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The News Line: News GLUM KING ADMITS TO SLUMP! – while EU rows over Greek euro exit
Remploy disabled workers picket to save their jobs from savage and heartless government cuts
GOVERNOR Mervyn King announced yesterday that the Bank of England has cut its growth forecast to close to zero – from the 0.8 per cent predicted in May – as the UK slump intensifies.

He was giving the Bank’s quarterly inflation report which indicated no growth for 2012, compared with two per cent predicted a year ago.

The data had fuelled anticipation for an interest rate cut, but King dismissed calls for a reduction in the near term.

Admitting that recovery hopes had consistently been dashed, King told reporters: ‘The big picture is that output’s been flat for two years, and has continually disappointed expectations of a recovery.

‘Unlike the Olympians who have thrilled us over the past fortnight, our economy has not yet reached full fitness.

‘Our efforts to bring back a rebalancing of the UK economy will require patience. The overall outlook for growth is weaker.

‘We are navigating rough waters, and storm clouds continue to roll in from the euro area.’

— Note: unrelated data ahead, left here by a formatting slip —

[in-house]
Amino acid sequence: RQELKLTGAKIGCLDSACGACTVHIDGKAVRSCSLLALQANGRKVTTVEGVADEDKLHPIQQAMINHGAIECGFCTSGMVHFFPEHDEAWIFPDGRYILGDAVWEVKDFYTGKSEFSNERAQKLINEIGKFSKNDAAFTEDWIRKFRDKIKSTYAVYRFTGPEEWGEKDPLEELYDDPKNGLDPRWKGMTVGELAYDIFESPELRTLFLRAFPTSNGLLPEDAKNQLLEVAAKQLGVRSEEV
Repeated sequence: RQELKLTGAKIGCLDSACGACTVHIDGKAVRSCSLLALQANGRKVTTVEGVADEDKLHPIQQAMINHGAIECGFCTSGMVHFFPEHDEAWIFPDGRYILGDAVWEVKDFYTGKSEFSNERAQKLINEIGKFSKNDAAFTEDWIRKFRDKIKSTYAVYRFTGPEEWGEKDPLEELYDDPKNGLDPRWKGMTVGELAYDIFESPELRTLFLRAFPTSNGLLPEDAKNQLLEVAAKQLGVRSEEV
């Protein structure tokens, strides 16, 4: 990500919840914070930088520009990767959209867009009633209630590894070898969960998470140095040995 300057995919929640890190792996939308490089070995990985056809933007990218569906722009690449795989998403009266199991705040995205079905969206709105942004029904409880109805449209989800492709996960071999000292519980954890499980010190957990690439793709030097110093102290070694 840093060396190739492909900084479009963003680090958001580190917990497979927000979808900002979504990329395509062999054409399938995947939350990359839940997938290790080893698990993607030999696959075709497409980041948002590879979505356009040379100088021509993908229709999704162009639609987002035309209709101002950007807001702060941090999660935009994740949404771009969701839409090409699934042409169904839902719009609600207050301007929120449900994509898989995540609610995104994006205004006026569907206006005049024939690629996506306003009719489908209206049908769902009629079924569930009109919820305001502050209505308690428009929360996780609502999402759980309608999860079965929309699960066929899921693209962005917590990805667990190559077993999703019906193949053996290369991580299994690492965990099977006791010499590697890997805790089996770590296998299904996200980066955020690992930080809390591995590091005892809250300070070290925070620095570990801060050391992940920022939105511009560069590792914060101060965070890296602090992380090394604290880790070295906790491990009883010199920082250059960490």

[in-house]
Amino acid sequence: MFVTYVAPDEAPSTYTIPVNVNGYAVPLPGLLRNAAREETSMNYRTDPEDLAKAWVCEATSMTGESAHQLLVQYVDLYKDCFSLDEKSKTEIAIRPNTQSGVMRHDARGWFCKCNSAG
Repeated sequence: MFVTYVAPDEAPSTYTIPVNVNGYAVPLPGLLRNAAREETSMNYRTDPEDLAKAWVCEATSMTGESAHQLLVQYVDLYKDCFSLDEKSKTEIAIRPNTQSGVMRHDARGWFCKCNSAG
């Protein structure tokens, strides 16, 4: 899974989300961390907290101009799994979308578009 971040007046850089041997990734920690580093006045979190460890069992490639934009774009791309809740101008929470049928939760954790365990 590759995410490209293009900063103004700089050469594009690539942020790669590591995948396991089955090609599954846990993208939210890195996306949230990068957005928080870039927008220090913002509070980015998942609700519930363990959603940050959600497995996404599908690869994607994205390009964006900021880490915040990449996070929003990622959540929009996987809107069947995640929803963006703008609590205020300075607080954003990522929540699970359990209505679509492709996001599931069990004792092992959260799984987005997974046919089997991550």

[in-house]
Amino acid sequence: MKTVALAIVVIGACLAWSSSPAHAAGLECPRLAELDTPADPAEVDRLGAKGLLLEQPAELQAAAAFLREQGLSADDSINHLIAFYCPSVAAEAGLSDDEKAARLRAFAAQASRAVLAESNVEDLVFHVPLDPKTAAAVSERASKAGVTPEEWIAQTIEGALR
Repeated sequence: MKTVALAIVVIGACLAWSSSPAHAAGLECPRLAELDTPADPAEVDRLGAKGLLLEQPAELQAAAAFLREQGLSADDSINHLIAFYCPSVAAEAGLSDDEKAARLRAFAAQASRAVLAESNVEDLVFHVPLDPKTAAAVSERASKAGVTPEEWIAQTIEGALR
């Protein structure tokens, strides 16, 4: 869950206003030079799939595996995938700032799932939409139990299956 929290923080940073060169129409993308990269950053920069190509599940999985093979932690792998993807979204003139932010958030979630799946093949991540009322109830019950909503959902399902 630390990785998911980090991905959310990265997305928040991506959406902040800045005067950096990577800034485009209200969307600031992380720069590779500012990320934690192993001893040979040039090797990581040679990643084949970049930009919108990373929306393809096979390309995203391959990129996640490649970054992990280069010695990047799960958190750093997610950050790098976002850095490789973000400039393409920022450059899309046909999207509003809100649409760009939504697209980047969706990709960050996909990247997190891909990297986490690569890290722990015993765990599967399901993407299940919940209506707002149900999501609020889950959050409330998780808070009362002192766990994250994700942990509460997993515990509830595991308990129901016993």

He said a further rate cut would damage some financial institutions, such as building societies, and therefore would be ‘more counter-productive than beneficial’.

Defending the policy of printing money, King said: ‘We’ve been very clearly focused on the need to ensure that we don’t end up in a position that did occur in the 1930s, certainly in the United States, where broad money fell away sharply.

‘The position you can see today in Greece is we are putting enough money into the economy. That is the direct aim of the asset purchase scheme.

‘I’m not going to pretend that I can predict how events in the euro area will affect demand for our exports or indeed sentiment in the real economy . . . anyone who pretends to know what’s going to happen in the euro area over the next two or three years simply is not being realistic.’

He warned: ‘The recession in the euro area is damaging demand for our exports. A black cloud of uncertainty is hanging over investment and the weakening euro is a further obstacle we need to make in our next trade position.’

Meanwhile, Eurogroup President Jean Claude Juncker stated at a German radio interview last Monday that a Greek exit from the eurozone ‘would be a manageable procedure from today’s point of view.’

Juncker is to visit Athens on 22 August to discuss the matter with the Greek three-party coalition government.

Asked if he could rule out a Greek eurozone exit, he said: ‘At least until the end of the autumn. And after that, too.’

German economy minister Philipp Rosler has already said the prospect of a Greek exit has ‘lost its terror.’

Juncker distanced himself from the German point of view despite his own remarks.

He said some German politicians might not care what happens to the ‘little people’ in Greece and that ordinary Germans ‘talk about Greece as if this were a people who cannot be respected.’


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